As we move into a new hybrid year where the enterprise workforce is split between an onsite and virtual workplace, it’s more critical than ever to create an automated, dynamic, and more comfortable home office studio.
New Year. New Gear?
The Consumer Electronics Show (CES) is strategically held on the first few days in January, when many consumers have an “out with the old and in with the new” mindset. However, before you run out and buy all new gear and tech, the production pros at Worktank recommend first thinking about how you can maximize your current home office studio setup.
Take a seasoned photographer, for example. They understand that their craft improves by learning and investing in peripherals, such as lenses and lighting, not buying the latest camera or changing their entire tech ecosystem. We think about your home studio in a similar way.
First and foremost, your home office should be comfortable, and your production elements – video, audio, lighting – should be easy to operate.
Automating Your Home Office Studio
Making it to your 9:00 AM meeting after getting your kids off to school is enough pressure. You need a home office studio that is simple, reliable, and easy to use, which means choosing a camera, lighting, and audio gear that instantly connect to your meeting platform with as little fuss as possible.
Home Office Studio Lighting
In my home studio, I use two small, but effective Aputure MC LED lights as back and fill lights. These lights, and any I decide to add down the road, sync from a single app on my phone. Before I walk into my office to start meetings, I turn on and adjust all the lights in seconds via the Aputure Sidus Link app without even touching the lighting gear.
While we recommend staying within the same brand whenever possible, Aputure doesn’t offer a cost-effective, desk-mounted flat panel light yet. So I went with the incredible and affordable Godox ES45 flat light panels, which include a small physical controller that sits on my desk and allows me to adjust light temperature and brightness across multiple lights.
Turning on lighting in two clicks is an incredible timesaver and, with multi-colored LEDs as fill and backlighting, I can easily change up the look of my home office studio.
Integrated or Separated Audio
Most remote workers use an integrated camera and microphone, such as the workhorse Logitech Brio, which is better than most all-in-one options. If you’re a road warrior who needs a strong camera/mic combo to take meetings from remote locations, this is the way to fly.
If you’re working from a single workspace most of the time, go bigger than a webcam to improve your audio. Even if your camera is so-so, strong audio makes a huge difference in perceived quality and professionalism.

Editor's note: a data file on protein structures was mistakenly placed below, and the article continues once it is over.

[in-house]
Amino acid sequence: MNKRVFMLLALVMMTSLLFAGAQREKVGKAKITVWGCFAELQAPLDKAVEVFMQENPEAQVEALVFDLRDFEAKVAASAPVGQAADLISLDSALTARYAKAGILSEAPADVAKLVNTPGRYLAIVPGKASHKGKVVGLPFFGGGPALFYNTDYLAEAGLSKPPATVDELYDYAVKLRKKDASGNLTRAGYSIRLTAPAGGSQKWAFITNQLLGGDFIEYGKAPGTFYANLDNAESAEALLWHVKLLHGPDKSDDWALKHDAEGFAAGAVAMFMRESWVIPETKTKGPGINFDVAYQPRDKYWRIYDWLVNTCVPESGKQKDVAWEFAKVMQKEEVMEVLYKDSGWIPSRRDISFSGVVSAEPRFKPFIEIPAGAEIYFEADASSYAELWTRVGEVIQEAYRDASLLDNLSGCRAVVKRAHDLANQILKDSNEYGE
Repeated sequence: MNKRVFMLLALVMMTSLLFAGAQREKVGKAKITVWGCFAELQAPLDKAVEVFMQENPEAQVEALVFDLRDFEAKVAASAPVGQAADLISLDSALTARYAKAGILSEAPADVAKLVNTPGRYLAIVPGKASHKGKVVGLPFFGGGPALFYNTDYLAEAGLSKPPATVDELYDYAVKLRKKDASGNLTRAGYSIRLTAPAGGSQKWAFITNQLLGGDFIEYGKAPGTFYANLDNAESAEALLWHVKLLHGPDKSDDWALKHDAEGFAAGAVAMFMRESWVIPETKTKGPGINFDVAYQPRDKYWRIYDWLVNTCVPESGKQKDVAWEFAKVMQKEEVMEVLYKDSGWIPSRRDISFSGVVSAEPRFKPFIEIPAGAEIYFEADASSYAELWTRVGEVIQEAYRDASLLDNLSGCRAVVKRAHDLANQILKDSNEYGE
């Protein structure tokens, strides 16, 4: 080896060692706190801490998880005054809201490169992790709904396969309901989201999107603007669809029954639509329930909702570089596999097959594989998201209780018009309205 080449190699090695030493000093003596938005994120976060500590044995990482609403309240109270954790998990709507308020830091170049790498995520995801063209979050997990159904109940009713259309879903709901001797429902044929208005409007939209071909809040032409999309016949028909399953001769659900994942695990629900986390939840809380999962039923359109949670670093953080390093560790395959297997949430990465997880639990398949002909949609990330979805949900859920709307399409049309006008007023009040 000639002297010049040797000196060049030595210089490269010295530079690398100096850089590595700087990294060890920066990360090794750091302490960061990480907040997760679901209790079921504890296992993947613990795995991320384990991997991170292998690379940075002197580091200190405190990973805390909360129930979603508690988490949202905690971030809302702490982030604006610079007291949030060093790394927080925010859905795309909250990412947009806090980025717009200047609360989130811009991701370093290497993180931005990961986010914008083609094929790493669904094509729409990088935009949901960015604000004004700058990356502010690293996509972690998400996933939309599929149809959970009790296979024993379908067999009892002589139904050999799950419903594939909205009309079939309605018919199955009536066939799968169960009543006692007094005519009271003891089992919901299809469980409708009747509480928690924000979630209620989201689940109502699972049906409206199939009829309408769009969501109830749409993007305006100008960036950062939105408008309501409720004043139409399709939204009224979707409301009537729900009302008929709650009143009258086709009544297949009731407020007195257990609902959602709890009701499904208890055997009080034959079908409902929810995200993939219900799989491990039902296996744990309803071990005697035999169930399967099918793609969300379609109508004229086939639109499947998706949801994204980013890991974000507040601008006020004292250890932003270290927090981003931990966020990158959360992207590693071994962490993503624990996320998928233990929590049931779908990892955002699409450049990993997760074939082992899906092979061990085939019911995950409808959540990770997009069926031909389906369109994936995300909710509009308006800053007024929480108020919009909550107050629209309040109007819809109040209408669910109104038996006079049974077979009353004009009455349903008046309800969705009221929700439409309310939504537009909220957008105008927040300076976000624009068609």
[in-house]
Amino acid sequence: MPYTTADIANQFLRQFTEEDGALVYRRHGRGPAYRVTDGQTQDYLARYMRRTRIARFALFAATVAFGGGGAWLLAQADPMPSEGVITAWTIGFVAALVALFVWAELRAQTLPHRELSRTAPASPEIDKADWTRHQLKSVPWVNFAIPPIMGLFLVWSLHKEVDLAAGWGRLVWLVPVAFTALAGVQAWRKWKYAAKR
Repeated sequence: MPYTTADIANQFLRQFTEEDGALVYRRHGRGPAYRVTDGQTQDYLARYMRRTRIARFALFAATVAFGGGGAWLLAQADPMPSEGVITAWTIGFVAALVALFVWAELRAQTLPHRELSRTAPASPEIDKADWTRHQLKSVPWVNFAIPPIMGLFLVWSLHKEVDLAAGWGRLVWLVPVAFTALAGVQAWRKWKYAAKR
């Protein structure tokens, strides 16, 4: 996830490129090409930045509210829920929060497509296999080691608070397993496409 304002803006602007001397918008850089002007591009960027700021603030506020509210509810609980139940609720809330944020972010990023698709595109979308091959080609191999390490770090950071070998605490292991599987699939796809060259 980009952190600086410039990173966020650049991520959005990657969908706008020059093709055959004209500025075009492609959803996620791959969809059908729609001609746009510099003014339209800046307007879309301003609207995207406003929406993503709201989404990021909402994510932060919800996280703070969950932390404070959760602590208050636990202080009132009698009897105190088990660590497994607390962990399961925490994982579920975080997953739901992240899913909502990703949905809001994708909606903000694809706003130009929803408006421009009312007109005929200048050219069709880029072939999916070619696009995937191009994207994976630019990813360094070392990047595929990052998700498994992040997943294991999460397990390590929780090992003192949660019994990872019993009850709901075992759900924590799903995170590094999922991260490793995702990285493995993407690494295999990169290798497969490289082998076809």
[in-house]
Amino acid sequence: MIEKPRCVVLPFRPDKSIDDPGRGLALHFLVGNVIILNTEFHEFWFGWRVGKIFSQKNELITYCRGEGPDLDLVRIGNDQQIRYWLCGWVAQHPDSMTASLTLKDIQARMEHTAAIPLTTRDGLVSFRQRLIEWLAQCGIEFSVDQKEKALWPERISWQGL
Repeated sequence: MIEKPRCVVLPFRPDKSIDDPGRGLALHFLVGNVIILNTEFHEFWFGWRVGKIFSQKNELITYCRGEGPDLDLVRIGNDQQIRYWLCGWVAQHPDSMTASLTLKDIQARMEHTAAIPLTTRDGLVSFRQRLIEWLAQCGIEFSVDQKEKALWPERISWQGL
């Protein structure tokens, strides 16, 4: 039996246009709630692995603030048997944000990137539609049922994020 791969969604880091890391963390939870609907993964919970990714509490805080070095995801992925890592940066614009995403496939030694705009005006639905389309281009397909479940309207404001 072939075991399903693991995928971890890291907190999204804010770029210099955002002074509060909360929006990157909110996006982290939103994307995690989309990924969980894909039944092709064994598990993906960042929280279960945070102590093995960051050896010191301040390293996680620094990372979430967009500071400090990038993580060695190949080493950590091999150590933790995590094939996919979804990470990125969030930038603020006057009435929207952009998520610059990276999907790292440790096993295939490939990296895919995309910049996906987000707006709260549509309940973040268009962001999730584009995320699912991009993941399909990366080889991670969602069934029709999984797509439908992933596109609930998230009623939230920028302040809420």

While stepping up from a webcam introduces complexity, the pros will outweigh the cons if you’re going for dedicated audio. For example, if you’re using a mirrorless camera/DSLR as your video, your best bet is to attach a microphone, like the Rode Podcaster, directly to your camera using a 3mm or USB-C input.
As most mirrorless cameras have weak audio pre-amps, you can use a mixer like the Rodecaster Pro II, which connects directly to your computer via USB-C and gives you more flexibility with audio levels. If you’re producing more complex virtual events, meetings or podcasts, the mixer is more robust and lets you integrate music or sound effects, as well.
Making Your Home Office Studio Comfortable
The year 2022 was a huge and painful growth year for me and my home studio. Instead of first creating a comfortable space to spend my work week, I began with big thinking about pro gear, and building a state-of-the-art studio with cameras, lighting, and microphones. What I ended up with was an unbalanced and impersonal space.
I faced the window, so I wouldn’t be backlit, yet the sun – my all-important natural light source – blinded me through the afternoon. I installed an enormous LED light, stand, and umbrella as my key light, but it took up a third of my office and penned me into a small 400 square foot space.
My advice for 2023 is to first set up your furniture so you’re comfortable. When I replaced a pro light, c-stand, and softbox with two low profile, desk-mounted light panels, my space opened up significantly. I also focused on bringing things into my office that bring me joy, such as paintings, prints, and books, rather than the standard green-screen and blurred background. I realize not everyone wants to share personal things with clients and colleagues, but it’s a great way to showcase your personality and interests.
Creating the Perfect Home Office Studio
For me, the transition from 2022 to 2023 is all about automation, ease, and usability. You’ll need to achieve your own balance of tech and livability, yet when it comes to modern and connected gear, automation and a personal setup is (almost) perfect.
In an upcoming blog post, I’ll share my favorite and least favorite gear for 2023 to help you make smart choices as you build out your best workspace. In the meantime, if you’re interested in learning how the video production pros at Worktank can help you level-up your virtual broadcasts, meetings, and hybrid events, contact us online or give us a call at 877-975-8265.